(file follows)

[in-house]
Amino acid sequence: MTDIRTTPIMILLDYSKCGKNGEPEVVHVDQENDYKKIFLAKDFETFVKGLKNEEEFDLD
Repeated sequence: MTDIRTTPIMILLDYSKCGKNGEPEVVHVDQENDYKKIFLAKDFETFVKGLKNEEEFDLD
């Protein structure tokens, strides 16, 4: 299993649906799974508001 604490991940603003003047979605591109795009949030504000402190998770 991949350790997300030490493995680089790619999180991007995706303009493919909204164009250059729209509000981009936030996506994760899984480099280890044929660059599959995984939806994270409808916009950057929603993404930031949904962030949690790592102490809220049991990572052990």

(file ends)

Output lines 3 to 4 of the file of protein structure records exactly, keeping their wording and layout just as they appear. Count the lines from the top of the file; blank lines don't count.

Repeated sequence: MTDIRTTPIMILLDYSKCGKNGEPEVVHVDQENDYKKIFLAKDFETFVKGLKNEEEFDLD
């Protein structure tokens, strides 16, 4: 299993649906799974508001 604490991940603003003047979605591109795009949030504000402190998770 991949350790997300030490493995680089790619999180991007995706303009493919909204164009250059729209509000981009936030996506994760899984480099280890044929660059599959995984939806994270409808916009950057929603993404930031949904962030949690790592102490809220049991990572052990």